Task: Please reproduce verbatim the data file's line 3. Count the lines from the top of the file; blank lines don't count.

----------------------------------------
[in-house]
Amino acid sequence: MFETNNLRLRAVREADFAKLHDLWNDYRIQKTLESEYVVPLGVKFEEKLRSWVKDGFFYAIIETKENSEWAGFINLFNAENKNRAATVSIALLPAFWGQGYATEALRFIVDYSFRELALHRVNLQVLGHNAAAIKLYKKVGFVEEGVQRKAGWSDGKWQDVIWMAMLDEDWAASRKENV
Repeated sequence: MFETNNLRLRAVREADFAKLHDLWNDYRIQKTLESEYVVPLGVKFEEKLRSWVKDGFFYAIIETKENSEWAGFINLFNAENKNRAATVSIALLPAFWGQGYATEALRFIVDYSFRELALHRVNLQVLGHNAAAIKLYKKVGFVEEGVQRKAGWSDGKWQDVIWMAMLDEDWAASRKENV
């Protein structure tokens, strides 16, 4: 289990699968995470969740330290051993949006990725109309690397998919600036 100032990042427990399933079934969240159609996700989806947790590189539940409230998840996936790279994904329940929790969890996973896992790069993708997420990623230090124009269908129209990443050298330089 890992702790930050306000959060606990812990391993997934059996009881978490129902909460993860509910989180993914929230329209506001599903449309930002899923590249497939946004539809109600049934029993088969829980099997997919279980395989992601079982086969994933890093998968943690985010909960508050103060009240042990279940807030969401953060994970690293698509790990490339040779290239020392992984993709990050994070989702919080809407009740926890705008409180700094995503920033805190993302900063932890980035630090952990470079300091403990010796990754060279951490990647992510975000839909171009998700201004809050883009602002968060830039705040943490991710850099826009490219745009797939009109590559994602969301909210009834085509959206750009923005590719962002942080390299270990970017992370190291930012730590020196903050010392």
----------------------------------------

Repeated sequence: MFETNNLRLRAVREADFAKLHDLWNDYRIQKTLESEYVVPLGVKFEEKLRSWVKDGFFYAIIETKENSEWAGFINLFNAENKNRAATVSIALLPAFWGQGYATEALRFIVDYSFRELALHRVNLQVLGHNAAAIKLYKKVGFVEEGVQRKAGWSDGKWQDVIWMAMLDEDWAASRKENV